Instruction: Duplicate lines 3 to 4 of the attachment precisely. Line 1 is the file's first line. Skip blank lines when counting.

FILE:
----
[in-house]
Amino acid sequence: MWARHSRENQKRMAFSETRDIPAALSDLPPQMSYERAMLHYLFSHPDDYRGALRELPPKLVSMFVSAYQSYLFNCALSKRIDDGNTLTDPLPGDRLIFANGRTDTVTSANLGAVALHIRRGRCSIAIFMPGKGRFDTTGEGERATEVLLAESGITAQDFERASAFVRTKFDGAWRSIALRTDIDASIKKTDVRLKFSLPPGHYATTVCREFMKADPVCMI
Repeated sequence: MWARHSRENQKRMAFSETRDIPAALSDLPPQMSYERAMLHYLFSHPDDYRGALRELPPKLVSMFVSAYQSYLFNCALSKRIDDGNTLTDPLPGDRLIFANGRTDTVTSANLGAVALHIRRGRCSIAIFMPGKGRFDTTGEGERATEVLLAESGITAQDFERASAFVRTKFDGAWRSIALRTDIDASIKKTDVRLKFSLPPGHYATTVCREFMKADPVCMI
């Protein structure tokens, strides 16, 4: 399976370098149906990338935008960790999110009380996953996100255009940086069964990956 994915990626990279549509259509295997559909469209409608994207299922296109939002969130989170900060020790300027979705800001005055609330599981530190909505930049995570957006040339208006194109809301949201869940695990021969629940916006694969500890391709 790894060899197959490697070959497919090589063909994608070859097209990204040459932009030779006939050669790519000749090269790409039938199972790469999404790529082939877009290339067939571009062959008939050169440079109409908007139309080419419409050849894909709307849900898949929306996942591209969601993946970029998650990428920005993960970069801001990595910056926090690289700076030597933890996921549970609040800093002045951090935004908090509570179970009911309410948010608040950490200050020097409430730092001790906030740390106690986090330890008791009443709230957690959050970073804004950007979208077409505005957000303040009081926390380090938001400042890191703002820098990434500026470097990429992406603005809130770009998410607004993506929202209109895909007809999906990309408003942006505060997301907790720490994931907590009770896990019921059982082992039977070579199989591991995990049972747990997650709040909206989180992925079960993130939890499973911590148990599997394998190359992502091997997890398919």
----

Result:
Repeated sequence: MWARHSRENQKRMAFSETRDIPAALSDLPPQMSYERAMLHYLFSHPDDYRGALRELPPKLVSMFVSAYQSYLFNCALSKRIDDGNTLTDPLPGDRLIFANGRTDTVTSANLGAVALHIRRGRCSIAIFMPGKGRFDTTGEGERATEVLLAESGITAQDFERASAFVRTKFDGAWRSIALRTDIDASIKKTDVRLKFSLPPGHYATTVCREFMKADPVCMI
């Protein structure tokens, strides 16, 4: 399976370098149906990338935008960790999110009380996953996100255009940086069964990956 994915990626990279549509259509295997559909469209409608994207299922296109939002969130989170900060020790300027979705800001005055609330599981530190909505930049995570957006040339208006194109809301949201869940695990021969629940916006694969500890391709 790894060899197959490697070959497919090589063909994608070859097209990204040459932009030779006939050669790519000749090269790409039938199972790469999404790529082939877009290339067939571009062959008939050169440079109409908007139309080419419409050849894909709307849900898949929306996942591209969601993946970029998650990428920005993960970069801001990595910056926090690289700076030597933890996921549970609040800093002045951090935004908090509570179970009911309410948010608040950490200050020097409430730092001790906030740390106690986090330890008791009443709230957690959050970073804004950007979208077409505005957000303040009081926390380090938001400042890191703002820098990434500026470097990429992406603005809130770009998410607004993506929202209109895909007809999906990309408003942006505060997301907790720490994931907590009770896990019921059982082992039977070579199989591991995990049972747990997650709040909206989180992925079960993130939890499973911590148990599997394998190359992502091997997890398919």